The effects of heat shock (HS, 45°C) and UV-B radiation (280–320 nm, 18.3 kJ/(m2h)) and the consecutive action of the combination of these factors on ethylene production, gas exchange, and the growth of intact melon (Melo sativusSager.) seedlings were investigated. The changes in ethylene production and carbon dioxide exchange were described by a single-peaked curve. In the course of UV-B irradiation, the time of maximum ethylene and CO2evolution coincided (the first 5 min) and comprised 0.36 nl/(seedling h) for ethylene and 146.2 μl/(seedling h) for carbon dioxide. After HS, the maximum of ethylene production (0.37 nl/(seedling h)) was reached within 10 min, and that of carbon dioxide production (313 μl/(seedling h)), within 45 min. The rate of ethylene production (0.22 nl/(seedling h)), carbon dioxide production (97.7 μl/(seedling h)), and oxygen consumption (162.5 μl/(seedling h)) in the control seedlings did not change in the course of experiment. Throughout the experiment, the respiratory quotient of seedlings was ca. 0.6 regardless on the nature and duration of the acting factor. Preliminary heating at 45°C for 1 h increased the tolerance of seedlings to the subsequent UV-B radiation for 1 h. The protective effect of HS manifests itself in alleviating the inhibiting action of UV-B radiation on seedling growth and development, and this effect was preceded by an increase in ethylene production and respiration. The possible mechanisms of cross-tolerance of plants to overheating and UV-B radiation are discussed.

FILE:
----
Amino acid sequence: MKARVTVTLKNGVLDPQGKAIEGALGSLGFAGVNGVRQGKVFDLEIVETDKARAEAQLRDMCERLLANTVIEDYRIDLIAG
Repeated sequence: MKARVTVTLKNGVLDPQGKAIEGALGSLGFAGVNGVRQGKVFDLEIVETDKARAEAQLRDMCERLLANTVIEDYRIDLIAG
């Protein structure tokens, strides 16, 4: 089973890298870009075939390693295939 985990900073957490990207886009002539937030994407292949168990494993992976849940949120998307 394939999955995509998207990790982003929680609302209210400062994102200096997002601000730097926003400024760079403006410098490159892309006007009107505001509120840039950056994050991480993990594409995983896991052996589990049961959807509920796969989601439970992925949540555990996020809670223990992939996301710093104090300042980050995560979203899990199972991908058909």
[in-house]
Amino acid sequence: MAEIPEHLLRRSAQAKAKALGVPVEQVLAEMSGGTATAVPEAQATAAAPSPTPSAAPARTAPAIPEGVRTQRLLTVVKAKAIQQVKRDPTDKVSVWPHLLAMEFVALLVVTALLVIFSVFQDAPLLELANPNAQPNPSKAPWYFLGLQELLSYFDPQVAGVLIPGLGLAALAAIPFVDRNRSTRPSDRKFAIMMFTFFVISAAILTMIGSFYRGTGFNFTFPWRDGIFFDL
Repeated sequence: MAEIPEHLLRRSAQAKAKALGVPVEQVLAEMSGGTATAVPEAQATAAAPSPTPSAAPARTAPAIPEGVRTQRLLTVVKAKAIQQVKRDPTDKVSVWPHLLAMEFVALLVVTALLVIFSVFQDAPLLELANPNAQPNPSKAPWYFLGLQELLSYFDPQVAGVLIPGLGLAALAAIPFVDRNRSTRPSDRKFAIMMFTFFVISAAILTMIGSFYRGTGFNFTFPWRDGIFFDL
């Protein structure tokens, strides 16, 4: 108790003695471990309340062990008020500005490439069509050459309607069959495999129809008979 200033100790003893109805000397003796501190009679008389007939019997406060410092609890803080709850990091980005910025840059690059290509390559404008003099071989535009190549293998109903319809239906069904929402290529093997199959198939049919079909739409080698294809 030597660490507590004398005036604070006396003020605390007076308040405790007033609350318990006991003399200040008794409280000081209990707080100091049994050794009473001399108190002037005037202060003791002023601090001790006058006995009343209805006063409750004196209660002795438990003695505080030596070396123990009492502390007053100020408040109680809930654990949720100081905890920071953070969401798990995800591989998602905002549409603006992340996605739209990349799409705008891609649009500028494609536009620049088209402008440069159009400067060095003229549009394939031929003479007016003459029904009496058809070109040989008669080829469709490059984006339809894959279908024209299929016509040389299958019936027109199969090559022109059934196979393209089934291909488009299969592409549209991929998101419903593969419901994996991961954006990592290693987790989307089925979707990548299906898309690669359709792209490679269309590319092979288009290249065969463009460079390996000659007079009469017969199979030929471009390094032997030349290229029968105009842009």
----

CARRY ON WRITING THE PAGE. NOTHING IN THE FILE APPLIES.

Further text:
Russian Journal of Plant Physiology – Springer Journals
Published: Oct 10, 2004
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